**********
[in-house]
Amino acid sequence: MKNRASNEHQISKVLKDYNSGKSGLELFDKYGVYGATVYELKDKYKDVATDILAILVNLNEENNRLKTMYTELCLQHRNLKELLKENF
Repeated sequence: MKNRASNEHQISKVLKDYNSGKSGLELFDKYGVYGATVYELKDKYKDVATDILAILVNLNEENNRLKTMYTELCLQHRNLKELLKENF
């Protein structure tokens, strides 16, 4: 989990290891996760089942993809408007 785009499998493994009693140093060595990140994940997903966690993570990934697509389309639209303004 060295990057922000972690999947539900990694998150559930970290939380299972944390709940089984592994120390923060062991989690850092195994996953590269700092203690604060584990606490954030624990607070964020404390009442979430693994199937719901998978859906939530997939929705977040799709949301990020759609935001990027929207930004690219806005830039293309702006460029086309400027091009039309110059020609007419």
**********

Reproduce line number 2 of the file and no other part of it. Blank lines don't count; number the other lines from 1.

Amino acid sequence: MKNRASNEHQISKVLKDYNSGKSGLELFDKYGVYGATVYELKDKYKDVATDILAILVNLNEENNRLKTMYTELCLQHRNLKELLKENF